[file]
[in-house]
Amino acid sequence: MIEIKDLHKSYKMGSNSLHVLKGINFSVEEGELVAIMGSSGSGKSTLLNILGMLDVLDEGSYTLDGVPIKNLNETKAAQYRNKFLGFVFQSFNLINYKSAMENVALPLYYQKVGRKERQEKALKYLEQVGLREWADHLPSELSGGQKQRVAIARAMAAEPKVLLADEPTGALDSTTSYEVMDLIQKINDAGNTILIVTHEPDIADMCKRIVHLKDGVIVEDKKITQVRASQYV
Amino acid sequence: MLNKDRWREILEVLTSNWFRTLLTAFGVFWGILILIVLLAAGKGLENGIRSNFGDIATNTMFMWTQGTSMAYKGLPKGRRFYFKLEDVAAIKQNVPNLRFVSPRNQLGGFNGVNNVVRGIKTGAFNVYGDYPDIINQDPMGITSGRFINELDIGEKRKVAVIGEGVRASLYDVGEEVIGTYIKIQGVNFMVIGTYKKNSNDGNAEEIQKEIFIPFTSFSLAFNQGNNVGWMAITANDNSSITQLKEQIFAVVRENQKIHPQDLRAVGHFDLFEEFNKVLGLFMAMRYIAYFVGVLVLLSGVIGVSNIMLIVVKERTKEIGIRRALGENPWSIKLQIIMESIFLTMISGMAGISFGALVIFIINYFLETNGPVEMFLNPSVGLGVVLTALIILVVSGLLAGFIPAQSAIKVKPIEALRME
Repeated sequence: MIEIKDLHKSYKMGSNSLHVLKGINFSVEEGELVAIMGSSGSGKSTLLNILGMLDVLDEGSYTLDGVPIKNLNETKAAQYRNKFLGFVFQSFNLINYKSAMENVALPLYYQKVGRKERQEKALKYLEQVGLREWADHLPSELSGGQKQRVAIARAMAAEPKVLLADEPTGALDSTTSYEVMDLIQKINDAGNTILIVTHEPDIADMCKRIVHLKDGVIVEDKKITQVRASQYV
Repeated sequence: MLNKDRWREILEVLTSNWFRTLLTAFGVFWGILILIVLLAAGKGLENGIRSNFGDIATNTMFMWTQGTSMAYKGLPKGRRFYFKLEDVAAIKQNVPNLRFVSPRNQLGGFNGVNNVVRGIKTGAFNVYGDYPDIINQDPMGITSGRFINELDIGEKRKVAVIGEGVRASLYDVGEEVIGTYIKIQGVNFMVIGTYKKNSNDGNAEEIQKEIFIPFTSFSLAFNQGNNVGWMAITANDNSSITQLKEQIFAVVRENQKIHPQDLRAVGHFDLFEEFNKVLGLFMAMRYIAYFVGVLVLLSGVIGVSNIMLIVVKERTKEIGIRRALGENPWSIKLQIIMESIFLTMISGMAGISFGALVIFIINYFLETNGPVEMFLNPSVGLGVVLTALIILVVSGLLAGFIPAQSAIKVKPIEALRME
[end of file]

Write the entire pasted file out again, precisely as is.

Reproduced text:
[in-house]
Amino acid sequence: MIEIKDLHKSYKMGSNSLHVLKGINFSVEEGELVAIMGSSGSGKSTLLNILGMLDVLDEGSYTLDGVPIKNLNETKAAQYRNKFLGFVFQSFNLINYKSAMENVALPLYYQKVGRKERQEKALKYLEQVGLREWADHLPSELSGGQKQRVAIARAMAAEPKVLLADEPTGALDSTTSYEVMDLIQKINDAGNTILIVTHEPDIADMCKRIVHLKDGVIVEDKKITQVRASQYV
Amino acid sequence: MLNKDRWREILEVLTSNWFRTLLTAFGVFWGILILIVLLAAGKGLENGIRSNFGDIATNTMFMWTQGTSMAYKGLPKGRRFYFKLEDVAAIKQNVPNLRFVSPRNQLGGFNGVNNVVRGIKTGAFNVYGDYPDIINQDPMGITSGRFINELDIGEKRKVAVIGEGVRASLYDVGEEVIGTYIKIQGVNFMVIGTYKKNSNDGNAEEIQKEIFIPFTSFSLAFNQGNNVGWMAITANDNSSITQLKEQIFAVVRENQKIHPQDLRAVGHFDLFEEFNKVLGLFMAMRYIAYFVGVLVLLSGVIGVSNIMLIVVKERTKEIGIRRALGENPWSIKLQIIMESIFLTMISGMAGISFGALVIFIINYFLETNGPVEMFLNPSVGLGVVLTALIILVVSGLLAGFIPAQSAIKVKPIEALRME
Repeated sequence: MIEIKDLHKSYKMGSNSLHVLKGINFSVEEGELVAIMGSSGSGKSTLLNILGMLDVLDEGSYTLDGVPIKNLNETKAAQYRNKFLGFVFQSFNLINYKSAMENVALPLYYQKVGRKERQEKALKYLEQVGLREWADHLPSELSGGQKQRVAIARAMAAEPKVLLADEPTGALDSTTSYEVMDLIQKINDAGNTILIVTHEPDIADMCKRIVHLKDGVIVEDKKITQVRASQYV
Repeated sequence: MLNKDRWREILEVLTSNWFRTLLTAFGVFWGILILIVLLAAGKGLENGIRSNFGDIATNTMFMWTQGTSMAYKGLPKGRRFYFKLEDVAAIKQNVPNLRFVSPRNQLGGFNGVNNVVRGIKTGAFNVYGDYPDIINQDPMGITSGRFINELDIGEKRKVAVIGEGVRASLYDVGEEVIGTYIKIQGVNFMVIGTYKKNSNDGNAEEIQKEIFIPFTSFSLAFNQGNNVGWMAITANDNSSITQLKEQIFAVVRENQKIHPQDLRAVGHFDLFEEFNKVLGLFMAMRYIAYFVGVLVLLSGVIGVSNIMLIVVKERTKEIGIRRALGENPWSIKLQIIMESIFLTMISGMAGISFGALVIFIINYFLETNGPVEMFLNPSVGLGVVLTALIILVVSGLLAGFIPAQSAIKVKPIEALRME